If you've been to Bradenton for spring training, you think you know why Marauders' players hit so well in the summer. The park has modest dimensions (335 down the lines, 375 in the alleys, and 400 to center), and the winds can turn routine fly balls into adventures (or even home runs). And the ball carries very well. Plus, you've seen the park factor stories that tell you about all the hits and home runs in McKechnie compared to other FSL parks.
But what you know really isn't true. McKechnie is pretty much a plain vanilla A+ park in the summer time. It ranks 14th out of 34 A+ parks in terms of hits per game and home runs per game. The winds usually calm down, and it gets hotter and much more humid. Calmer winds mean more balls get caught. Balls carry better when it's hot and worse when it's humid. On balance, playing half of your FSL games at McKechnie does not inflate statistics much.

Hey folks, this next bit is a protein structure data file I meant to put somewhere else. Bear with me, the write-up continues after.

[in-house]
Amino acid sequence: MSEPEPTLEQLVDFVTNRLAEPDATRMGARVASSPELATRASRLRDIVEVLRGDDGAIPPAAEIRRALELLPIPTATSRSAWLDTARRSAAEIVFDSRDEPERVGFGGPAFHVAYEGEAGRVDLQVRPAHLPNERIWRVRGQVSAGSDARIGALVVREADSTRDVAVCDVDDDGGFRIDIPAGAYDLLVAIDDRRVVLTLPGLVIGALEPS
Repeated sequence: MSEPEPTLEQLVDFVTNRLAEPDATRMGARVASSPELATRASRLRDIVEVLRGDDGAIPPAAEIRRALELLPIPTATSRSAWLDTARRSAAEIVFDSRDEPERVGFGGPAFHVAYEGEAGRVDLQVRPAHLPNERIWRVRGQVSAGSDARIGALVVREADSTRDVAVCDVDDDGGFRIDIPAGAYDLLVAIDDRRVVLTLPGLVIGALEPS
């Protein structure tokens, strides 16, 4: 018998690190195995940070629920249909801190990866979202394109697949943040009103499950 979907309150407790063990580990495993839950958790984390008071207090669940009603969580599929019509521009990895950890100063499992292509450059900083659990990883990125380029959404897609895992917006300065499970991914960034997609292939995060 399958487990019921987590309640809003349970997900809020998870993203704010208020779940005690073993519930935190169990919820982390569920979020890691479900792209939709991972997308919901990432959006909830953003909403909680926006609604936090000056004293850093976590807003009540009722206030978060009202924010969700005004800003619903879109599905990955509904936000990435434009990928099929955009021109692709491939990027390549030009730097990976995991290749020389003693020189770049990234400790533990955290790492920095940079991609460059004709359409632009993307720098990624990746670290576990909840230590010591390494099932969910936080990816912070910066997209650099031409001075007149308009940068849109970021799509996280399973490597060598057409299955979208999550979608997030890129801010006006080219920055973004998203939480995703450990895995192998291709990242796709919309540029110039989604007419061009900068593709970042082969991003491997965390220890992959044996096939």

It's the other FSL parks that get weird, and wind is a major factor. It's not uncommon for the gusts of March to turn into strong summer winds that suppress offense. For example, in Brevard County the wind often blows in from left, and in Palm Beach it's usually a cross wind or one blowing in from right. And the summer humidity doesn't help.
What doesn't much get talked about much is that Blair County Ballpark and Victory Field are really tough places to hit a home run. Altoona is a fairly neutral park in terms of hits, but only the hot, humid parks in Birmingham and Pearl, Mississippi allow fewer home runs among AA parks. Victory Field in Indianapolis appears to suppress hits a bit and sharply limit home runs. Among AAA parks only Gwinnett had a lower home run rate. So, don't get carried away by AA or AAA pitching stats. And if a hitter puts up power numbers in Altoona or Indy, pay close attention (unless he hit them all in Erie or Columbus).
That brings us back to the title question: Why are Altoona and Indianapolis such hard places to hit? Anyone?